Detroit-teen Anna Sui's first date was to One Plus One, Jean-Luc Godard's movie about the Rolling Stones' recording session for "Sympathy for the Devil." She hated it. Years later, when she was one of the young stalwarts of the Mudd Club, the monochrome look of Godard's nouvelle vague classics, like Bande à part, and the sloe-eyed intensity of his muse Anna Karina were an inspiration for Sui's crowd of artists, musicians, and filmmakers, but she still couldn't bring herself to see the actual movies. Until last Thanksgiving, when Godard's enduring modernity finally clicked for Sui. "We work the same way," she says. "Everything you come across you throw into the mix."

But that hardly gives full credit to the fierce discipline and eagle eye for detail that are essential assets for Sui when she sets about re-envisioning a cultural crush moment from her past. They're what allow her to mash a pell-mell overload of colors, textures, patterns, and accessories into a coherent whole. That creative process was in full effect in Sui's show tonight, with a whole lot of help from Garren's high ponytail, Pat McGrath's cat-eye makeup, and Frederic Sanchez's soundtrack of yé-yé French pop from the sixties. Sui's details caught the flavor of the period: the jeune fille jumper dress, the boy-watcher sunglasses, the colored tights and loafers, the kneesocks, the shift and matching helmet in Courrèges-daisy-embroidered organza. And the best example: Karlie Kloss, first on the catwalk, in a skirt, waistcoat, and jacket that were actually a trompe l'oeil one-piece that zipped up the back, just like in the olden days when the all-in-one was a cost-effective fashion solution for cash-strapped go-girls.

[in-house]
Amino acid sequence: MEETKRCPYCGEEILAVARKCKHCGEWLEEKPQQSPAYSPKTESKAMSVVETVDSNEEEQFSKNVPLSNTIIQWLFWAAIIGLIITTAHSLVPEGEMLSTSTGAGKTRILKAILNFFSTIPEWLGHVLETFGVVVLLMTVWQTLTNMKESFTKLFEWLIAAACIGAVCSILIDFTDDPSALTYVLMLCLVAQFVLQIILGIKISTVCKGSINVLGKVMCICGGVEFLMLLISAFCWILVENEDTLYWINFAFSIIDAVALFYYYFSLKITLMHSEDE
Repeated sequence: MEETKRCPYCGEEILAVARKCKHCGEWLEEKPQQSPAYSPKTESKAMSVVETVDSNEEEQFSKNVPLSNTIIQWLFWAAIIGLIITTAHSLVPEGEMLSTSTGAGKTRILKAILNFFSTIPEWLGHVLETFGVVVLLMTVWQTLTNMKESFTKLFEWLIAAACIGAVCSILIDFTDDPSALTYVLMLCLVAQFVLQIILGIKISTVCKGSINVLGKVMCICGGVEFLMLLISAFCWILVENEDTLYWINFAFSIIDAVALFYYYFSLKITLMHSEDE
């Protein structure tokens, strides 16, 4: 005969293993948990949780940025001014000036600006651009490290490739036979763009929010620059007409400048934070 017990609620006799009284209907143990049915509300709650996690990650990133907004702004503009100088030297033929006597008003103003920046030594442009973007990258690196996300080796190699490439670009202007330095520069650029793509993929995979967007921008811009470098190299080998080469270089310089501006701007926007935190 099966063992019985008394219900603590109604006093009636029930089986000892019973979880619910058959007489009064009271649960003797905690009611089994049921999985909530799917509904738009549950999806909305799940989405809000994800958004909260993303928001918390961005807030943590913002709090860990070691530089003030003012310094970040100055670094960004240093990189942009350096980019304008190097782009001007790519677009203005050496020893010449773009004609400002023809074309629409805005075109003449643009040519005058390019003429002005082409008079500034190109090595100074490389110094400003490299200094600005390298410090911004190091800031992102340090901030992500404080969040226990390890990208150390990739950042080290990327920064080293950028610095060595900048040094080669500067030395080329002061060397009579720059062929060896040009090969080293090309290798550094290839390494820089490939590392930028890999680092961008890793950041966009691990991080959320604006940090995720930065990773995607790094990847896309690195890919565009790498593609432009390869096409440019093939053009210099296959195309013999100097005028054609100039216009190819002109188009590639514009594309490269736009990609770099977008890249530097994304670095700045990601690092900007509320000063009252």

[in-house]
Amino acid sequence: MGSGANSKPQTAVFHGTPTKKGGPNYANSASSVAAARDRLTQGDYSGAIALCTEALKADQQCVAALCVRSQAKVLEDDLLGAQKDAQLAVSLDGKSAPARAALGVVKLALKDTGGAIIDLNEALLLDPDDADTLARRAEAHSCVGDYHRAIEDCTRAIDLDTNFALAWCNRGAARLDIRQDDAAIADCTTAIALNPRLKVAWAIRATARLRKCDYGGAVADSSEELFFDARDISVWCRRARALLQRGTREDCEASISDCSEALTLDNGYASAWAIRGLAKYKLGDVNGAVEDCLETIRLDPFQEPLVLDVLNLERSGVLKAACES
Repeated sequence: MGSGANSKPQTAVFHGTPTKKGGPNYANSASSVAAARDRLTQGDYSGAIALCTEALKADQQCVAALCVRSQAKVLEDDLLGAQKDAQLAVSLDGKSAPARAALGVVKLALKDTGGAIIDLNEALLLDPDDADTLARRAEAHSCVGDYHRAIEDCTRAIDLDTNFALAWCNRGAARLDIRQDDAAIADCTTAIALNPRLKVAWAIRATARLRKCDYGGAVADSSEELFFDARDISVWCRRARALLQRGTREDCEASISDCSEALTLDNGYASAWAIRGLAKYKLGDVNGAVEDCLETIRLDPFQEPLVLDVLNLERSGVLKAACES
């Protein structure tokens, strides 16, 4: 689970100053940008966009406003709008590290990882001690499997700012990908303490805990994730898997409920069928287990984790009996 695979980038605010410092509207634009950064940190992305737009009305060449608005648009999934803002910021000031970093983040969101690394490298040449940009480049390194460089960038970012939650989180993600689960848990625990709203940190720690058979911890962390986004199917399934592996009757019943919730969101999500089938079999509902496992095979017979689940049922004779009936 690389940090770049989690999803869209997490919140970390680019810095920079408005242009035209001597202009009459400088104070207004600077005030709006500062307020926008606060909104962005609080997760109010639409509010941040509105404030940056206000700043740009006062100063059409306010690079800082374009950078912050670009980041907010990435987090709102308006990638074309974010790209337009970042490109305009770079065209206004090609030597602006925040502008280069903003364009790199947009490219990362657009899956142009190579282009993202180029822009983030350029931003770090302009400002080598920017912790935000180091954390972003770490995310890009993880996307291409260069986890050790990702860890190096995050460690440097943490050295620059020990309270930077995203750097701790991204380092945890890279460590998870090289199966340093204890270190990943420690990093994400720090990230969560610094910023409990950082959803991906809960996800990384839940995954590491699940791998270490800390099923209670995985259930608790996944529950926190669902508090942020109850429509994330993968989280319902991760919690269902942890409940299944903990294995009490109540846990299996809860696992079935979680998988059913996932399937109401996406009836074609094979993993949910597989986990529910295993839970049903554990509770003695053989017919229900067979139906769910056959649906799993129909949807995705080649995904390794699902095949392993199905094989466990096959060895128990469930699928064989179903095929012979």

Yes, Sui is probably contemporary fashion's most lovable archaeologist, but simple historicism can turn on a dime into a leaden nostalgia-fest. What continually steers her to safety is the fact that every collection is, in some way, the consummation of a youthful fantasy for her. You know that this is what she imagined being a fashion designer would be like when she was a Vogue-obsessed kid in Michigan. And that is the ultimately convincing quality that seeps off her catwalk. Like today, when it felt like the long road from One Plus One to Aymeline Valade as Anna Karina for the twenty-first century completed a circle for Sui. The single regret is that she didn't stick to her original intention to make a collection that was as monochrome as her Godardian inspiration. So peerless a colorist is she that a body quivers with anticipation at the thought of where a world of black and white might take her.